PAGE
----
Kristen, Andrew, and I met eyes as we contemplated the icy Pacific water, but oddly never the wind and wave conditions.
I laid my towel out on a rock and changed from my underwear to my swim trunks. I think I was completely naked at some point; none of this seemed to matter much in Santa Cruz. Or to me at least. Alyssa got comfy on the rocks with a book- she is a lit major after all. She wished us good luck as we set off towards the cliffs.
I was bouncing shivering and shaking all over the place, as we climbed to the alleged jumping off point. The cliff apparently hung over a ‘toilet bowl’ of water. It was U- shaped, and waves were crashing onto the outer rocks. We hung our heads skeptically over the edge, as we observed our jumping off point. All of us raised our eyebrows, likely feeling the same polarities of fear and excitement, but no one dared to verbalize anything resembling skepticism. A young couple in Patagonia windbreakers (more appropriately dressed for the weather conditions) walked over to us. We chatted hastily only to discover that the husband jumps all the time! He suddenly recommended, as if we had no idea what we were doing, that we jump after a wave has crashed, and not before, so that we don’t get tumbled into the toilet bowl. So basically, the idea was to jump after a wave has crashed, hope you timed it right, then swim past the giant bowl over to shore.
I became so apprehensive.
But it wasn’t long before I heard the man saying, “If you’re gonna jump, go NOW!!!” Right after the wave had crashed. And then I turned my head and saw Andrew was full-speed bolting, and off the cliff he went, splashing into the water.
As I write and recall these events, my chest still hurts from it all and begins to tighten. After all, it’s only been five days.
...So Andrew is in the icy Pacific, head bobbing out of the water, laughing and screaming. Kristen immediately follows and plunges off the cliff. And I just might throw up, knees shaking all over, but I quickly come to realize that I’m all alone on this cliff and my friends are in the water. I’m still over here dawdling. OK Jo, just do it. Whatever, I thought, for one split second. But in that split second ‘whatever’, my feet detach from my brain and start going pat-pat. That’s the sound they make when they smack a flat rock. Three big, baby steps. Three ‘pat-pat-pats’ and I feebly lunge off. Definitely not nearly far enough for comfort. That was strike one. I realized how ridiculously close I was to skimming rocks, but that thought evaporates as soon as my pat-pat feet hit the Pacific water. Ahhh. Breathe is GONE. Fuck, it was freezing… just like sucking in a mouthful of icy air, or after being punched in the stomach, or how I think it should feel after eating a tube of Mentos.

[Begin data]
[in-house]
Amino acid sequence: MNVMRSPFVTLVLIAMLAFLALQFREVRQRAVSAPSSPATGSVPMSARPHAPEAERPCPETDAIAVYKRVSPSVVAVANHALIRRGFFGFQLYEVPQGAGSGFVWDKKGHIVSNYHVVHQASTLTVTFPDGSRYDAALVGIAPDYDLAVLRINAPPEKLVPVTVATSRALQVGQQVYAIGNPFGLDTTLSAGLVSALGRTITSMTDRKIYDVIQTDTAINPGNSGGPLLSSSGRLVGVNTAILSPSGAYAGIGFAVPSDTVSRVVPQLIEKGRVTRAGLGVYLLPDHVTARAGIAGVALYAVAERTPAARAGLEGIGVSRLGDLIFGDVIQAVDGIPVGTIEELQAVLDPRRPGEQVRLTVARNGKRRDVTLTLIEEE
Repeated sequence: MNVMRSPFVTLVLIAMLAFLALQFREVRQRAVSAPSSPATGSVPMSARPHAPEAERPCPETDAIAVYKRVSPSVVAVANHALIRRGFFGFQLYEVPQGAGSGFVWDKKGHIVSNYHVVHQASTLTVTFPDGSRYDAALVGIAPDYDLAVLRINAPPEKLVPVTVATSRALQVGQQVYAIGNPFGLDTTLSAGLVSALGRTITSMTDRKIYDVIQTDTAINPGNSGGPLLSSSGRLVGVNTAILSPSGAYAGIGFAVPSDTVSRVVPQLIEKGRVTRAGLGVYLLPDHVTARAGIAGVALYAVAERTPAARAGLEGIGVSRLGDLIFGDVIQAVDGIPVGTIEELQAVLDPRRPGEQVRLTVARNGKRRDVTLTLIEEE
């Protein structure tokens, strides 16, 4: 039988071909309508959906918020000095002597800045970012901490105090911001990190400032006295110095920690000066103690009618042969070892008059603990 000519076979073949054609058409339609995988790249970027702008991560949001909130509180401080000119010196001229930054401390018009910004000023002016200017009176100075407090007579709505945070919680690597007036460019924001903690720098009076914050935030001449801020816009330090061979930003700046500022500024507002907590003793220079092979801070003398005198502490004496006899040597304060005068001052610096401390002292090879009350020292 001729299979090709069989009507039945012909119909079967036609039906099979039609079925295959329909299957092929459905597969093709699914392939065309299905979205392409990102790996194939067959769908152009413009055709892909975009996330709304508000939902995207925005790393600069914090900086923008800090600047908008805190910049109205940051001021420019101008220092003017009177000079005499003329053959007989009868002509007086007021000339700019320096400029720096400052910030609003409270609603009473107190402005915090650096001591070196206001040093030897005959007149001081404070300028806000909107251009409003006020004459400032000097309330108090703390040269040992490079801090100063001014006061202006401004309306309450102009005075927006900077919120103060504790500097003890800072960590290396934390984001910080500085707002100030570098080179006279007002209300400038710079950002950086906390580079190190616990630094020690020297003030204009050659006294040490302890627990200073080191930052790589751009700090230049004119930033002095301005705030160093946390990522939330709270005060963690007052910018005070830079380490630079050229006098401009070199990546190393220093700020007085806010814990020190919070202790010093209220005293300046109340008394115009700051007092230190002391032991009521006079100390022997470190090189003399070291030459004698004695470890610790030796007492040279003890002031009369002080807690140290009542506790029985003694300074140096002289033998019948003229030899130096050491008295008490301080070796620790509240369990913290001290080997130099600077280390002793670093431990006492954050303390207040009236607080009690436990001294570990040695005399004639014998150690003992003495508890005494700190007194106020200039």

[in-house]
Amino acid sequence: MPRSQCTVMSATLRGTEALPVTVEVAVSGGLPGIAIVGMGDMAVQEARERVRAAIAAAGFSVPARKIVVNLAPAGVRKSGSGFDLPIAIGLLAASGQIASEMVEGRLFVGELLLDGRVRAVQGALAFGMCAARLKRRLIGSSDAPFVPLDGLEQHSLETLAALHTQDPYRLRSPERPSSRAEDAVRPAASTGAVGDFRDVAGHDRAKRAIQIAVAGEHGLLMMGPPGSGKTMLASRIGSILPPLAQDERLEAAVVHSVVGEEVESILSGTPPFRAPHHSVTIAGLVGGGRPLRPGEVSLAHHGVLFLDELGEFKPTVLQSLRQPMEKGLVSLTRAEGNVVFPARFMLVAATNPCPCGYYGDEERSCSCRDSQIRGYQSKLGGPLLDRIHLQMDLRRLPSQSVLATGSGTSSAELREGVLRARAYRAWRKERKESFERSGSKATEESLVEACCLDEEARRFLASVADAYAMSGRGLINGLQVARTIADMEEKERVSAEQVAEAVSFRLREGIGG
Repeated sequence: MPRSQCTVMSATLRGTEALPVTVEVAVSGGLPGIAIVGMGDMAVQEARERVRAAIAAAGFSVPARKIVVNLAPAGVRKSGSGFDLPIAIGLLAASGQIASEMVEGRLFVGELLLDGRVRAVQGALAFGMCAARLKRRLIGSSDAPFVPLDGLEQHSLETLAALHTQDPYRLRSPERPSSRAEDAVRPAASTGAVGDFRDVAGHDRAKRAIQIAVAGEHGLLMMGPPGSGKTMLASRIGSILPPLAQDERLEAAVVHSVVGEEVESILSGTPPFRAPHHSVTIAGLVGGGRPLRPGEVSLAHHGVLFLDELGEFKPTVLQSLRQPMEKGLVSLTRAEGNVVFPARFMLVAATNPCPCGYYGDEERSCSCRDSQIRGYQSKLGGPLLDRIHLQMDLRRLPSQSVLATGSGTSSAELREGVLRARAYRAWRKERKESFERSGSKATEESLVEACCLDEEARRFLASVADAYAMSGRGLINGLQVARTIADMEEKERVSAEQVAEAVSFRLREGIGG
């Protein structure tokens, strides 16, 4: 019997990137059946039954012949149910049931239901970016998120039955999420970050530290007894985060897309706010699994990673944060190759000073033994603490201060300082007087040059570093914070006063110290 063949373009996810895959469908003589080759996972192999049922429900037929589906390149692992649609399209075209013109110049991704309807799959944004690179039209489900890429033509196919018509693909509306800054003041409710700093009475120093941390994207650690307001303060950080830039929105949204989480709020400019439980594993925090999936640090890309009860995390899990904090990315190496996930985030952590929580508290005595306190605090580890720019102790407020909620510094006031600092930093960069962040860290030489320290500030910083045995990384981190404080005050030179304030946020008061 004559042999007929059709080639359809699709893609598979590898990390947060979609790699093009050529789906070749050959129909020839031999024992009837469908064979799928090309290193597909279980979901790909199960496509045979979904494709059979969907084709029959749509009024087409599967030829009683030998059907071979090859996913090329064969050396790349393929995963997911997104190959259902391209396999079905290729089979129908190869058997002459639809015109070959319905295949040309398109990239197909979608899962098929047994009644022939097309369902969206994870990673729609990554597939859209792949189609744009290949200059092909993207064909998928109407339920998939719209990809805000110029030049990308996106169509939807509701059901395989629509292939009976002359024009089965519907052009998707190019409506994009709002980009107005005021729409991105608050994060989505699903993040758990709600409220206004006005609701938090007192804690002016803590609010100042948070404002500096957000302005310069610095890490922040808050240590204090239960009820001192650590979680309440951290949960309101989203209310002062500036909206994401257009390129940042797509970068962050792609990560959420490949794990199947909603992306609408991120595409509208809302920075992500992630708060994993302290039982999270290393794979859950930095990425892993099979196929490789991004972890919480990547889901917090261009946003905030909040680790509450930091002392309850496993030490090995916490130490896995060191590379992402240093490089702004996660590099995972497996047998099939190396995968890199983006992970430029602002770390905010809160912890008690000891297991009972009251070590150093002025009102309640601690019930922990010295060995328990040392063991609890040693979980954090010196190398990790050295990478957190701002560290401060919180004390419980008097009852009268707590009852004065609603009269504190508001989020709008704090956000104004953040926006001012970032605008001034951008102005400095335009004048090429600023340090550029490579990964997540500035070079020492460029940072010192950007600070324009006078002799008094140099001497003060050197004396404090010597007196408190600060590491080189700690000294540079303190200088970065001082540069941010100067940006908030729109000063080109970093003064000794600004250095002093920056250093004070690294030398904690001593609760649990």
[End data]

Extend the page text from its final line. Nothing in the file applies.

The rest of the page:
I’m nauseous writing this.
So, I’m thinking, the idea now is to start swimming past the toilet bowl, away from cliffs and around towards the coast to get back to the shore. But realization and reality quickly comes down hard, and the current pulling me BACK towards the jumping cliffs is really fucking strong, and I kind of can’t breathe because the cold water is constricting my chest. I start with a simple breaststroke. I can see Kristen not too far away doing the same, while Andrew is much further out in the sea.
I’m starting to get tired.
I shout to Kristen. HOW ARE WE SUPPOSED TO GET BACK. My voice sounds inaudible under the winds and waves, but she hears me. YOU SWIM.
I switch to froggy style. Then I get tired again and switch to my backside. Belly up, like a goldfish afloat in a toilet bowl, and I’m kicking and breathing heavy. The thought briefly occurs to me that maybe I should feel a bit self-conscious and embarrassed. I can see people-dots from the corners of my salty eyes standing on top of the overhanging cliffs. Their thoughts seem to penetrate my skull... Crazy dipshits.
I feel immeasurably small in that moment.
But I didn’t even have enough time to process that feeling because a wave is suddenly crashing over my head, and the tide is pulling me away from the coast. Landfall never seemed further away.
And now it’s been five days since THIS day, so I can’t remember exactly how many more of these waves choked me before the ultimate one came crashing down. My head was barely bobbing above water, and I was gasping for air when I saw a white avalanche through my stinging eyes -- a wave that had already broke and was rolling full speed and force ahead. I was scared before but now I am terrified.
And this monster sends me straight down through the cavernous black ocean, swirling in a whirlpool of salt and sand. And the top is probably 20 to 30 feet above me but how the hell do I even know. I can’t see or think a damn thing right now, and then I’m viciously smacked across the face with reality. This is drowning, Jo. You are drowning. You cannot fucking breathe because you are swallowing gulps of seawater and stuck under the sea where there is no air.